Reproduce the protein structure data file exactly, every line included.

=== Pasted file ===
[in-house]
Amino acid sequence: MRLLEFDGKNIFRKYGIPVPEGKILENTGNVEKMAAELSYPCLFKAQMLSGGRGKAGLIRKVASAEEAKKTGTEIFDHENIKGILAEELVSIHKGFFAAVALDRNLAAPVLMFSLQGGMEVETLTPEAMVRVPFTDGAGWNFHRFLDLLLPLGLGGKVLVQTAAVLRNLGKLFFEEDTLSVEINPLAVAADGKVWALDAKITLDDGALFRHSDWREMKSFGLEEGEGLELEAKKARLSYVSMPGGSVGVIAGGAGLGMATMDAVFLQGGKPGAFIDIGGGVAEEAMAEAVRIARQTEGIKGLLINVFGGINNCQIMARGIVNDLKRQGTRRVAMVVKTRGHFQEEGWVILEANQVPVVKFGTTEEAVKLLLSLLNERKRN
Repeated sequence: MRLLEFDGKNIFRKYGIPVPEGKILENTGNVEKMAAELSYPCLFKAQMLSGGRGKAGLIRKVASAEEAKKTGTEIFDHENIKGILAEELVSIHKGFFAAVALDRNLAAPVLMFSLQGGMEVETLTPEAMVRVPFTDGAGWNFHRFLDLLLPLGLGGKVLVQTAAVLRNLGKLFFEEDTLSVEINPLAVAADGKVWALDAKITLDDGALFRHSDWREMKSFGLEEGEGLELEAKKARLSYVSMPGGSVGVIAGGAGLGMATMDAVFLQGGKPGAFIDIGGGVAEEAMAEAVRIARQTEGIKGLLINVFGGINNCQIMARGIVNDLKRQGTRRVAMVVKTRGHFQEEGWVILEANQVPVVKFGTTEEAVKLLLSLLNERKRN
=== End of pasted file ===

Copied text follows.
[in-house]
Amino acid sequence: MRLLEFDGKNIFRKYGIPVPEGKILENTGNVEKMAAELSYPCLFKAQMLSGGRGKAGLIRKVASAEEAKKTGTEIFDHENIKGILAEELVSIHKGFFAAVALDRNLAAPVLMFSLQGGMEVETLTPEAMVRVPFTDGAGWNFHRFLDLLLPLGLGGKVLVQTAAVLRNLGKLFFEEDTLSVEINPLAVAADGKVWALDAKITLDDGALFRHSDWREMKSFGLEEGEGLELEAKKARLSYVSMPGGSVGVIAGGAGLGMATMDAVFLQGGKPGAFIDIGGGVAEEAMAEAVRIARQTEGIKGLLINVFGGINNCQIMARGIVNDLKRQGTRRVAMVVKTRGHFQEEGWVILEANQVPVVKFGTTEEAVKLLLSLLNERKRN
Repeated sequence: MRLLEFDGKNIFRKYGIPVPEGKILENTGNVEKMAAELSYPCLFKAQMLSGGRGKAGLIRKVASAEEAKKTGTEIFDHENIKGILAEELVSIHKGFFAAVALDRNLAAPVLMFSLQGGMEVETLTPEAMVRVPFTDGAGWNFHRFLDLLLPLGLGGKVLVQTAAVLRNLGKLFFEEDTLSVEINPLAVAADGKVWALDAKITLDDGALFRHSDWREMKSFGLEEGEGLELEAKKARLSYVSMPGGSVGVIAGGAGLGMATMDAVFLQGGKPGAFIDIGGGVAEEAMAEAVRIARQTEGIKGLLINVFGGINNCQIMARGIVNDLKRQGTRRVAMVVKTRGHFQEEGWVILEANQVPVVKFGTTEEAVKLLLSLLNERKRN